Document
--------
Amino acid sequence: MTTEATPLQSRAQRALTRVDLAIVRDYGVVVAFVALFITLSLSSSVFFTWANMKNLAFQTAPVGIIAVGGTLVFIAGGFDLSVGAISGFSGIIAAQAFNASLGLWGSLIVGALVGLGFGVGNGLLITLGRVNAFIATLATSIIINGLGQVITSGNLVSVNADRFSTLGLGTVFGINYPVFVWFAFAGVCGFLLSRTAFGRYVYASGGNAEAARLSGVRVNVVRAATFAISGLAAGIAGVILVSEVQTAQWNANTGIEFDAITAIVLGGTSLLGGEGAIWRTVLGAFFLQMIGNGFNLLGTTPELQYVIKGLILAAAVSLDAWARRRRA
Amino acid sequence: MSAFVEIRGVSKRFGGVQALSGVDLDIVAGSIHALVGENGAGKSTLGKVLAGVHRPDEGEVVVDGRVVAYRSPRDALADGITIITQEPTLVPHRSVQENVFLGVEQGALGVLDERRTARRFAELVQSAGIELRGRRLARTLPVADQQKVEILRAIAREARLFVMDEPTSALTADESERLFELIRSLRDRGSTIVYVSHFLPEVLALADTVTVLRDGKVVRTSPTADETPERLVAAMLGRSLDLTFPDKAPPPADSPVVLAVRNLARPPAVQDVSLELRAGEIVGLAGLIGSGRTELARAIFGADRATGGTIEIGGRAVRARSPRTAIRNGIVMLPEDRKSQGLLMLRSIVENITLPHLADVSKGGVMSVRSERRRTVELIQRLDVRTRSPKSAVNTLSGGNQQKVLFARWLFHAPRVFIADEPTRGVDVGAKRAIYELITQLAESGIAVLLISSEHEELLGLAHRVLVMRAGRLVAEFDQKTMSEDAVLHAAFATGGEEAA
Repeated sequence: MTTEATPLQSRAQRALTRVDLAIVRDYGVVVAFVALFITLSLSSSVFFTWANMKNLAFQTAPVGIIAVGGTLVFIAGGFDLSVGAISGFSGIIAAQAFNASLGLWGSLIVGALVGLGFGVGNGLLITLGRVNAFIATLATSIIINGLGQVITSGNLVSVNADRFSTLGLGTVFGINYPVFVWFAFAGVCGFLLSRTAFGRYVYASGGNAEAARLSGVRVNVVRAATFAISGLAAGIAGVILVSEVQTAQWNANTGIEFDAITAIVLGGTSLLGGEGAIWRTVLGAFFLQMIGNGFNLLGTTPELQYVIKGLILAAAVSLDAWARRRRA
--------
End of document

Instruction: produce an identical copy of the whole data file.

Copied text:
Amino acid sequence: MTTEATPLQSRAQRALTRVDLAIVRDYGVVVAFVALFITLSLSSSVFFTWANMKNLAFQTAPVGIIAVGGTLVFIAGGFDLSVGAISGFSGIIAAQAFNASLGLWGSLIVGALVGLGFGVGNGLLITLGRVNAFIATLATSIIINGLGQVITSGNLVSVNADRFSTLGLGTVFGINYPVFVWFAFAGVCGFLLSRTAFGRYVYASGGNAEAARLSGVRVNVVRAATFAISGLAAGIAGVILVSEVQTAQWNANTGIEFDAITAIVLGGTSLLGGEGAIWRTVLGAFFLQMIGNGFNLLGTTPELQYVIKGLILAAAVSLDAWARRRRA
Amino acid sequence: MSAFVEIRGVSKRFGGVQALSGVDLDIVAGSIHALVGENGAGKSTLGKVLAGVHRPDEGEVVVDGRVVAYRSPRDALADGITIITQEPTLVPHRSVQENVFLGVEQGALGVLDERRTARRFAELVQSAGIELRGRRLARTLPVADQQKVEILRAIAREARLFVMDEPTSALTADESERLFELIRSLRDRGSTIVYVSHFLPEVLALADTVTVLRDGKVVRTSPTADETPERLVAAMLGRSLDLTFPDKAPPPADSPVVLAVRNLARPPAVQDVSLELRAGEIVGLAGLIGSGRTELARAIFGADRATGGTIEIGGRAVRARSPRTAIRNGIVMLPEDRKSQGLLMLRSIVENITLPHLADVSKGGVMSVRSERRRTVELIQRLDVRTRSPKSAVNTLSGGNQQKVLFARWLFHAPRVFIADEPTRGVDVGAKRAIYELITQLAESGIAVLLISSEHEELLGLAHRVLVMRAGRLVAEFDQKTMSEDAVLHAAFATGGEEAA
Repeated sequence: MTTEATPLQSRAQRALTRVDLAIVRDYGVVVAFVALFITLSLSSSVFFTWANMKNLAFQTAPVGIIAVGGTLVFIAGGFDLSVGAISGFSGIIAAQAFNASLGLWGSLIVGALVGLGFGVGNGLLITLGRVNAFIATLATSIIINGLGQVITSGNLVSVNADRFSTLGLGTVFGINYPVFVWFAFAGVCGFLLSRTAFGRYVYASGGNAEAARLSGVRVNVVRAATFAISGLAAGIAGVILVSEVQTAQWNANTGIEFDAITAIVLGGTSLLGGEGAIWRTVLGAFFLQMIGNGFNLLGTTPELQYVIKGLILAAAVSLDAWARRRRA